Archive for February, 2011


In which I get up and do it again. Amen.

February 28, 2011

it’s a beautiful day here in Ventura: the sun is shining, the breeze is blowing, and nothing external would seem to warrant the shaking that’s overcome me, despite this crisp Absolut greyhound on the bar in front of me. It’s happy hour, after all, so bring on the happy.

I just went to the C Room for the final time. It was empty, save two boxes of odds and ends. I packed them into my trunk, tearfully turned in the keys, and drove to Brophy Brothers for a cocktail. Strictly medicinal.

Seeing the empty room brought home the painful truth that the Captain is really gone, does not want to see me, and that it’s time to move on. It aches like a broken bone.

In a way, it is freeing. I just don’t feel the liberty yet.

Luckily, my friend Tsunami was available by phone, and my friend Sirena is coming to join me, to happy up this hour.

I’m going to drink my drink like the trouper I am, pull up my big girl panties, and soldier on. On the sound system, Grace Slick is asking the musical question, “Don’t you want somebody to love?” I do, I do. But not right this second.

And tomorrow, when the morning light comes streaming in, I’ll get up and do it again. Amen.

God, I can’t stand Jackson Browne.


In which all my instincts, they return

February 27, 2011

i had a dream last night in which I had to cross a bridge. I have this dream, or have had this dream, when I’m going through transitions in my life. Sometimes, the bridge is a high, arching highway overpass without railings, tilting at crazy angles. Last night, the bridge was ancient and formed of rough wooden beams. It crossed a bay, and rose and fell with each wave, so timing of each step was crucial, in order not to fall.

As I crossed, the bridge–in that way that dream objects will–transformed itself. It became a giant, coral-colored woolen blanket. It was hard to traverse, but I could grip it and steady myself. There were a lot of other people on the bridge-blanket with me, and I heard someone call my name. A smiling blonde girl, someone I’d known from childhood, was riding on the blanket near me. She was thrilled to see me, and reached into the neck of her sweater to pull out the necklace she wore, apparently in my honor: a beautiful, hammered gold disc stamped with my initials, written backwards and then forward, and some numbers.

As we hung onto the blanket and made our way across, the girl expressed hope that we’d make it to our destination. “We’ll make it,” I told her, and felt confident that what I said was true.

I’d gone to sleep last night, unhappily, on the day bed that once occupied the C Room. The Cyclone had come in after the bars closed, passed out on top of my bed, and thrown up on my sheets. I cleaned him up, and settled myself on the day bed under a makeshift pile of afghans. As I closed my eyes, I thought, “When I wake up, I will be back at the C Room, the sun will be shining, and I will open my eyes and see the Captain approaching with my favorite mug, saying, Coffee for you, sweet baby…

I woke instead to the sound of my telephone ringing, and a chagrined Cyclone rousing himself from a tangle of blankets, last night’s pompadour askew in a way that made him look his age–22–and vulnerable. He helped me strip the bed and pack the sheets into a laundry bag, and I dropped him off to meet his father, and continued to the laundromat.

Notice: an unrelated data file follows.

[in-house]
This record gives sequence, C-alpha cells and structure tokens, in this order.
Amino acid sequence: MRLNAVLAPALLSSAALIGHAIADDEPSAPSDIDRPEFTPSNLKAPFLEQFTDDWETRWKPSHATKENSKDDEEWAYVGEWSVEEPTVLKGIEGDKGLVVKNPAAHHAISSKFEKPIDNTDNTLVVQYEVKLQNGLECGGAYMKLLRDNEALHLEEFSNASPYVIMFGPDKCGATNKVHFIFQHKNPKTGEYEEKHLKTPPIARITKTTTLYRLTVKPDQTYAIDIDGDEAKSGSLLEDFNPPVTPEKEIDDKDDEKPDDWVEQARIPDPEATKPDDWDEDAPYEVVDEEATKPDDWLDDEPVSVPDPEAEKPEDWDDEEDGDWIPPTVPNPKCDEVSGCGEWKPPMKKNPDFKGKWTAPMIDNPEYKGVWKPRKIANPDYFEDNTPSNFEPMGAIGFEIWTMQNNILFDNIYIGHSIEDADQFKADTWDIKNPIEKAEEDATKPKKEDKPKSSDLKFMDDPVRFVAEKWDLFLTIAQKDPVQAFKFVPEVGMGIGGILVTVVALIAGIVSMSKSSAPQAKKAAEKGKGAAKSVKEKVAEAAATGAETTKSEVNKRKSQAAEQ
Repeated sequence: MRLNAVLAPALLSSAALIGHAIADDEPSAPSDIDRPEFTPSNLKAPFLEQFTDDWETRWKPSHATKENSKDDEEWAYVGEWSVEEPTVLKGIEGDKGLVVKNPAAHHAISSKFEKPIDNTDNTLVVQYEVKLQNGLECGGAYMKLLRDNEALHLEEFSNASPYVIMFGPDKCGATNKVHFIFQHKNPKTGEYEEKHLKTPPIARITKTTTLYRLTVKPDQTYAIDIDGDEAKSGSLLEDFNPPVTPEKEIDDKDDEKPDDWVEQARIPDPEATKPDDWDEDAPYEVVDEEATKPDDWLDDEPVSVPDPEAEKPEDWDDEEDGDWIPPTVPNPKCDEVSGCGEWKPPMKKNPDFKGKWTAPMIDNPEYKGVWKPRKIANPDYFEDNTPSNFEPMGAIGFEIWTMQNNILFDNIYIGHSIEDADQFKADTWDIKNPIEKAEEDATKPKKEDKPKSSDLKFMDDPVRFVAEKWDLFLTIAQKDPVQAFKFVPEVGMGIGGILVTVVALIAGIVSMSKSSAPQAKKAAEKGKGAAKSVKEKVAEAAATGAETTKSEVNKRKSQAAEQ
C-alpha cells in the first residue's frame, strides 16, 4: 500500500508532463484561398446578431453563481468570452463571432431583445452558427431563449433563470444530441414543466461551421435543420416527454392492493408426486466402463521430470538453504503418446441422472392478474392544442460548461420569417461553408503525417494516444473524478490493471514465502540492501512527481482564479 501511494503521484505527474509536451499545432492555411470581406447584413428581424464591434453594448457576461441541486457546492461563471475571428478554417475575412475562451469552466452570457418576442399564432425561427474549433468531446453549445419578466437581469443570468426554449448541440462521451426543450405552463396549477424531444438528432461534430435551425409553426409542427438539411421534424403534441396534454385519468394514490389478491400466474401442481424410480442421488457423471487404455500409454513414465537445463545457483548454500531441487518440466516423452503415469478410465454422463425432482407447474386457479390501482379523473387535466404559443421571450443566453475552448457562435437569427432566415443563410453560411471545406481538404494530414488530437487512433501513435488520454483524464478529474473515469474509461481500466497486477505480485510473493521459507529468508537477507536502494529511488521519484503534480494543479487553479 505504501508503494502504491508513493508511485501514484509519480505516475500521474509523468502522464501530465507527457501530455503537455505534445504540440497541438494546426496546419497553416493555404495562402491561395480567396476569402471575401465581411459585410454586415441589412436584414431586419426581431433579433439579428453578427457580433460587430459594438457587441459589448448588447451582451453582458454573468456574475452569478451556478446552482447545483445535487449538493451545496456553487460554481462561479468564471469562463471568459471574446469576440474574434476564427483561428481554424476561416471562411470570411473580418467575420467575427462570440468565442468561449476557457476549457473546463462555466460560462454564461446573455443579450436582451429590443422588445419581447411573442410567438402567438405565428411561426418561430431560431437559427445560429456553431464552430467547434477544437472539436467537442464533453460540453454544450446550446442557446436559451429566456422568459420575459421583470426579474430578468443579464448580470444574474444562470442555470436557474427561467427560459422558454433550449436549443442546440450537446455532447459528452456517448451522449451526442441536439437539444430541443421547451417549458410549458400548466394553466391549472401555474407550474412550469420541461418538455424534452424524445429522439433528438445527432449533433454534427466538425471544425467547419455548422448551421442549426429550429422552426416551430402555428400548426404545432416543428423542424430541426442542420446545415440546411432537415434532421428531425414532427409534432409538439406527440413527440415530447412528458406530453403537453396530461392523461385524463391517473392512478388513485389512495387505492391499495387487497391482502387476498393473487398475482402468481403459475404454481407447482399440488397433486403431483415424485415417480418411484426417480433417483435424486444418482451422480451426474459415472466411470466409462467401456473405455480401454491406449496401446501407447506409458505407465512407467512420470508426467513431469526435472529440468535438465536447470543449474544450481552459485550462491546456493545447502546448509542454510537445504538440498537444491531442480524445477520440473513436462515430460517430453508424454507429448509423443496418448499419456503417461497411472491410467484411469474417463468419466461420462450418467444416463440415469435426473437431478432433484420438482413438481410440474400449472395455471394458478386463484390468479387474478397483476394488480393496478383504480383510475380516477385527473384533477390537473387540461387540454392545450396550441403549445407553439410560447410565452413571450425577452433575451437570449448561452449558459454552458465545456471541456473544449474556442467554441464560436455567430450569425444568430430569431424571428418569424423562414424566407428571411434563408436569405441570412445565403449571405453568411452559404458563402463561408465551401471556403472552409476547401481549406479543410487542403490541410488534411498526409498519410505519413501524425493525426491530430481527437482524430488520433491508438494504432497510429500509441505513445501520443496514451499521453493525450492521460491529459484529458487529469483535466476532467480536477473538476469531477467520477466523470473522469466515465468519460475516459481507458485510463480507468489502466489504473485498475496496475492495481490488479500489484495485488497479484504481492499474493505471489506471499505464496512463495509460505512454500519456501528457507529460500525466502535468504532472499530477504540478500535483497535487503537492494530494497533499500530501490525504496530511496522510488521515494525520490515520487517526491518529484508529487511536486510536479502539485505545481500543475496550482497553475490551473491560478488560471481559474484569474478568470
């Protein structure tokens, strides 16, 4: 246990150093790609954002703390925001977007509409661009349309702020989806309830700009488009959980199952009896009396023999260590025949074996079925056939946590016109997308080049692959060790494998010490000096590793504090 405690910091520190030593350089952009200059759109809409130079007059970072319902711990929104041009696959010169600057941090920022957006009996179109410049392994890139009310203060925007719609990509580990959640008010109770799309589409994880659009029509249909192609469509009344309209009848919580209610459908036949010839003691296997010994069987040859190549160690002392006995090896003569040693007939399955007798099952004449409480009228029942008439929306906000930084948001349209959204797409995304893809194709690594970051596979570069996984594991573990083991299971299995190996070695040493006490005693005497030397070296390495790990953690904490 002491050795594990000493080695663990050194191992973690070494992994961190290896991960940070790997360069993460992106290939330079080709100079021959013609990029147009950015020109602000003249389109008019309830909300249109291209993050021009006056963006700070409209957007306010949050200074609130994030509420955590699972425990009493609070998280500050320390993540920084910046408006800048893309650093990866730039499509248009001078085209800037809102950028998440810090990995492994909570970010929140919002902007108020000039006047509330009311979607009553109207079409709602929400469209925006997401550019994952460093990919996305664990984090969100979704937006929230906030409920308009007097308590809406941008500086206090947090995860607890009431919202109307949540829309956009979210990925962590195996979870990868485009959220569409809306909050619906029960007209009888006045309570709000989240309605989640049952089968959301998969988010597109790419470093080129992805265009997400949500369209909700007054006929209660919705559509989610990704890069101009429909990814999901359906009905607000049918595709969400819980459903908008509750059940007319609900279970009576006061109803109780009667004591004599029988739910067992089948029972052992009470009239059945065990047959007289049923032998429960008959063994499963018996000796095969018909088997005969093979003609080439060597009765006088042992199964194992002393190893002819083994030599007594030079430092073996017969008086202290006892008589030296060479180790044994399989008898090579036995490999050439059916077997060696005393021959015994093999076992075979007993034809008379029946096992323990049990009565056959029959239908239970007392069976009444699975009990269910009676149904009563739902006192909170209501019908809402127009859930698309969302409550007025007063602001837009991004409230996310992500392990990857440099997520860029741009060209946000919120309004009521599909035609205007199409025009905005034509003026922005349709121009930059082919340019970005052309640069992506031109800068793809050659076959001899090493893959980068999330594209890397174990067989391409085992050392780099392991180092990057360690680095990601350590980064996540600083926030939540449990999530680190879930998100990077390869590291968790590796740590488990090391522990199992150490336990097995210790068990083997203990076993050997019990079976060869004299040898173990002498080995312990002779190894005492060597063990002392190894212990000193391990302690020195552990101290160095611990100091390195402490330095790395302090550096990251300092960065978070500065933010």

Out of habit, I ended up at the laundromat near the marina where I used to live. It’s a notably unromantic place, as I imagine all laundromats are, but as I loaded the sheets into the machine, I started to cry. This is the kind of act that draws uninvited stares from fellow patrons, and so once I’d pressed the Start button and heard the water rush into the machine, I left the laundromat and went next door for a salad.

Unfortunately, this whole banal strip mall reminds me, owing to its proximity to my former home, of what I have lost. The Captain and I used to come to this restaurant a lot. We shopped at the Von’s next door, wheeling out carts of chips and sausages for barbecues aboard the boat in better times.

And it’s Sunday: the day I used to get in my car and drive down to Long Beach to visit the Captain on the ship where he works. He’d get off the ship, and we’d wander around town, in and out of thrift stores and consignment shops, admiring the mid-century teak. Most times, we’d end up in a nondescript motel in what we called the Mirror Room. Every time we went to this particular establishment, we’d be given the same room — number 10, which featured two walls of smoked mirrors. Very seedy. We loved it, and we’d spend hours there before he had to go back to work and I got back into my car to drive north.

This restaurant hands out playing cards as a way of tracking orders. I have a habit of interpreting the one I’m given according to its corresponding card in the Tarot. I ordered my melancholy salad and paid for it, my mind unproductively preoccupied with memories of being here with the Captain. The smiling blonde behind the counter reached for a playing card from a stack atop the register, hesitated, and fanned through them. “Let’s see… which one are you?” she said, looking them over before choosing the six of hearts, which she handed to me.

Hearts are the equivalent of the suit of cups in the Tarot deck, and the six indicates nostalgia, the past, and someone remembering you as you once were. Peter Gabriel’s “In Your Eyes” came on the sound system, and I thought of the Captain, who always considered himself the poor man’s Lloyd Dobler. I don’t know where he is on this sunny but unremarkable day, but if he’s in town, I’ll bet he’s thinking of me, and of the way we were.

I’m just going to hang onto this blanket and try to make it to the other side. My subconscious tells me I can do it, and I feel that somewhere, someone is rooting for me.